When it came to the styling of this CX650, Massimiliano wanted to give the bike a modern classic appearance. To achieve this he looked to its smaller sibling the CX500 for help. Perched atop the backbone of this CX650 cafe racer is a modified CX500 fuel tank that been positioned to establish a balanced bone line. Behind it is a tail unit of Massimiliano’s own design. Constructed from FRP, the shapely rear cowl converts the Honda to a single-seater and features winglet-style fins, an integrated LED tail lamp, and a custom-made license plate bracket and turn signal assembly. It’s an impressive-looking rear end, but the real showstopper is how it functions.
Using a design feature that Massimiliano has coined the “Cabrio Saddle”, the entire seat unit lifts at the front on a pair of struts. The effect looks similar to the flip-top cars you see at Drag Strips. I’d imagine the bike’s owner will use any excuse he can to do this in public as it will undoubtedly impress any onlookers.
Completing the revisions to the bodywork is a custom front fender, a one-off headlight surround, and seat upholstery by Luca di L.R. Lehater.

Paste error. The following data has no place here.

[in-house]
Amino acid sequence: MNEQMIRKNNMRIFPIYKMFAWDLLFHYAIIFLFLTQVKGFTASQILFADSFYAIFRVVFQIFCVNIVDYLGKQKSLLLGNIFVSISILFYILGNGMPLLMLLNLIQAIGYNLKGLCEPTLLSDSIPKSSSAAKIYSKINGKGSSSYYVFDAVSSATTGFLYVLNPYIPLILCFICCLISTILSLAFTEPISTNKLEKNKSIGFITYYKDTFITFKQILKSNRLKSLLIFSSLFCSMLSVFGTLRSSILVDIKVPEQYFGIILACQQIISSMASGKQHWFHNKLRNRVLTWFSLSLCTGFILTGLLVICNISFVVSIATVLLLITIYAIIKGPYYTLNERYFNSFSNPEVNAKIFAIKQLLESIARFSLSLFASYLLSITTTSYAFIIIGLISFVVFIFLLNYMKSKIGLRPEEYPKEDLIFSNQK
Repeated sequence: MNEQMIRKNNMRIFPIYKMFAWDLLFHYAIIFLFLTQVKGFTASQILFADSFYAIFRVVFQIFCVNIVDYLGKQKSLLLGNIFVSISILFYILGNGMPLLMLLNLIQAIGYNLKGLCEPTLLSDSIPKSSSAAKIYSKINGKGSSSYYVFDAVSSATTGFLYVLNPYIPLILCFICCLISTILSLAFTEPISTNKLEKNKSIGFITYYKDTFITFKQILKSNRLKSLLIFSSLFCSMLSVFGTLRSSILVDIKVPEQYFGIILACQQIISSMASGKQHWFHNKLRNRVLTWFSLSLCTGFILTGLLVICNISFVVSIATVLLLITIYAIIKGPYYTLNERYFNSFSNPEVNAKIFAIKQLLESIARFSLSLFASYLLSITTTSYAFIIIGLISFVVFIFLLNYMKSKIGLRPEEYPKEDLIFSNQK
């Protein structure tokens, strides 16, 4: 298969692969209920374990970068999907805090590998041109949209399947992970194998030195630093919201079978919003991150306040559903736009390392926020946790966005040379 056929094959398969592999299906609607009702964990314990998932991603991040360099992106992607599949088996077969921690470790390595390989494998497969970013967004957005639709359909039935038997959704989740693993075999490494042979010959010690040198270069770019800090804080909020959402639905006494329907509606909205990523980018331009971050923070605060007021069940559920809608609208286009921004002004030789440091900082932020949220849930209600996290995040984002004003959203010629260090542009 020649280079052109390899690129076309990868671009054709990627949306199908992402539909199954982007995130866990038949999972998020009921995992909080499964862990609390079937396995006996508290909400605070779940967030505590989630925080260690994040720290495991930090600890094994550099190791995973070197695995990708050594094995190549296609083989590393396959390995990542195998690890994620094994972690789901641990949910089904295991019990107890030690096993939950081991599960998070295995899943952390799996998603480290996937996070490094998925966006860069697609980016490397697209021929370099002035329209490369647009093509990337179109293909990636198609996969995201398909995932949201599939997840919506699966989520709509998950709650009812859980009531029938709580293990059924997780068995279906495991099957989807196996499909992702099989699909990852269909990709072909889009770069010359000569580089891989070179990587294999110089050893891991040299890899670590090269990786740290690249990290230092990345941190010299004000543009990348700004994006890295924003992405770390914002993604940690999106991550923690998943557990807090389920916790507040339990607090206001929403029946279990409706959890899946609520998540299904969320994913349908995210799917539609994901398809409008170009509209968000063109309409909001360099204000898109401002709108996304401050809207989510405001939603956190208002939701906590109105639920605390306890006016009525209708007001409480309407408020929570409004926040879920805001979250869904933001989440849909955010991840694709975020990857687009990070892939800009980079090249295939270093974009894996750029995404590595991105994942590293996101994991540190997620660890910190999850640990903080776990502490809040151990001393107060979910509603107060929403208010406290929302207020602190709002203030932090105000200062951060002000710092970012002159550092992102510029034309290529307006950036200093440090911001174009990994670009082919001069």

In addition to the new bodywork, this CX650 wears a raft of aftermarket accessories that complete its new look. To smarten things up in the cockpit there’s a Motogadget Motoscope Mini digital gauge between the top clamp and the headlight cowl. Massimiliano’s also replaced the plastic Honda switch blocks with machined backlit push button alternatives and fitted a new master cylinder, clip-on bars, and a Domino throttle assembly. The red brake lines are aeronautical standard items, there’s a new clutch controller from Accossato and the revised riding position has been completed with the fitment of rear set foot pegs.
Massimiliano’s history with racing has taught him that reliability is an essential component of every motorcycle so this Honda comes with an entirely new, bespoke wiring loom that’s hooked up to a lightweight Lithium battery.
Pushing the limits of the CX engine was never a goal of this project. Instead, it was given a thorough going over to ensure smooth operation for years to come. Of course, a little bump in performance never hurts, so Massimiliano fitted the intakes with free-flowing filters, tuned the carbs to suit, and fabricated his own exhaust. The 2-into-2 stainless steel system uses a mix of hand-bent and pie-cut curves to reach their intended destination. Filling the void between the rear wheel and tail unit is a set of MAD exhausts mufflers. It’s a striking design feature and in Massimiliano’s own words, makes the bike sound “scary”.
All of the changes to this CX650 have resulted in a dramatically better-looking motorcycle that weighs an impressive 50kg less than before. To finish things off the bike wears paintwork inspired by Honda’s HRC division. The new look hints at how this CX now performs which according to Massimiliano is “fast to drive and very fun”, and I see no reason to question the validity of that claim.